A government spokesman revealed on Thursday that the offer of talks was to all parliamentary leaders "to discuss the situation,", but Fidesz said that it would only meet with Laszlo Solvom, Hungary's president.
Its smaller ally, the Christian Democratic People's Party, also said it would not attend.
Hungary has seen its worst street violence since the fall of communism at the end of the 1980s after Gyurcsany was caught on tape telling his Socialist party that they "did nothing for four years" and lied to win re-election.
Gyurcsany has said he is seeking to shock his party into backing reforms and has defied opposition calls to quit.
"This [rally] will be a watershed"
Viktor Orban, the Fidesz leader
Fidesz has called a rally for Saturday, which could draw hundreds of thousands of people, to protest against the government.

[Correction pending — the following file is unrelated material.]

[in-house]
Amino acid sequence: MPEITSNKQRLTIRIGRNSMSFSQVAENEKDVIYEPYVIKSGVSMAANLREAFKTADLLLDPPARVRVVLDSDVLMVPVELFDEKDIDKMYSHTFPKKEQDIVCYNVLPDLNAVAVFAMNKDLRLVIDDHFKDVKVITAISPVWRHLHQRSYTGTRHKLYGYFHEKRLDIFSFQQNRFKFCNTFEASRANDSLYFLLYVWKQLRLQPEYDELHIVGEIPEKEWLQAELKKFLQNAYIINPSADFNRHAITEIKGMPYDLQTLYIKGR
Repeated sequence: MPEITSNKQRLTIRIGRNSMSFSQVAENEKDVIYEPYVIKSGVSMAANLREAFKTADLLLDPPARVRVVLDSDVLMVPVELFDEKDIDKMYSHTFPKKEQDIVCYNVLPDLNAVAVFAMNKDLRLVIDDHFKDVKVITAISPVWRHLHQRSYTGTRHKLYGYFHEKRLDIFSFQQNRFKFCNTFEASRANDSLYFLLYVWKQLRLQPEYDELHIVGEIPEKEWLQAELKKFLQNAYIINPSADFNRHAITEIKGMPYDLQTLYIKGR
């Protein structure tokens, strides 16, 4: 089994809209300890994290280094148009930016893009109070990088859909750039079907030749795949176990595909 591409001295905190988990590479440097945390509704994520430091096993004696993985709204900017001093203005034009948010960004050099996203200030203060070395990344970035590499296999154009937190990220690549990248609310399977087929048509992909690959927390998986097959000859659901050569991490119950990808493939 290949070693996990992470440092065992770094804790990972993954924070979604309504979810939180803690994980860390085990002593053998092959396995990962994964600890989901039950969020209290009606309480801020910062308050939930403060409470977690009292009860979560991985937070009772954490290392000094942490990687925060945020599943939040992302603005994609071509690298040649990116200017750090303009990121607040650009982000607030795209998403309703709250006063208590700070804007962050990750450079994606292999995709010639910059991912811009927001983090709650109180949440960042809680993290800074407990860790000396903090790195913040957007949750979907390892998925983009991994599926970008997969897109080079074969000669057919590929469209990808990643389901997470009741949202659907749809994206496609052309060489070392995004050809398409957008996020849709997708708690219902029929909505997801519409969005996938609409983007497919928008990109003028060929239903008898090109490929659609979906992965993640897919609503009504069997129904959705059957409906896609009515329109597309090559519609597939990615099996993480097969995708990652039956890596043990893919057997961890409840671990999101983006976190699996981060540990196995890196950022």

The government wants the rally to be cancelled.
There are fears that the rally could turn violent if far-right groups attach themselves to it.
The Fidesz leader, Viktor Orban, told the Heti Valasz weekly that the rally was to be held on Heroes Square, where he spoke in 1989 at the re-burial of Imre Nagy, the prime minister executed by the Russians for leading the 1956 uprising against Soviet rule.
"This [rally] will be a watershed," Orban said.
Wednesday night's protests were largely peaceful, although Pal Gyorfi, National Ambulance spokesman, told news agency MTI that 16 people had been taken to hospital with injuries.
That was far lower than the over 200 injured on previous nights.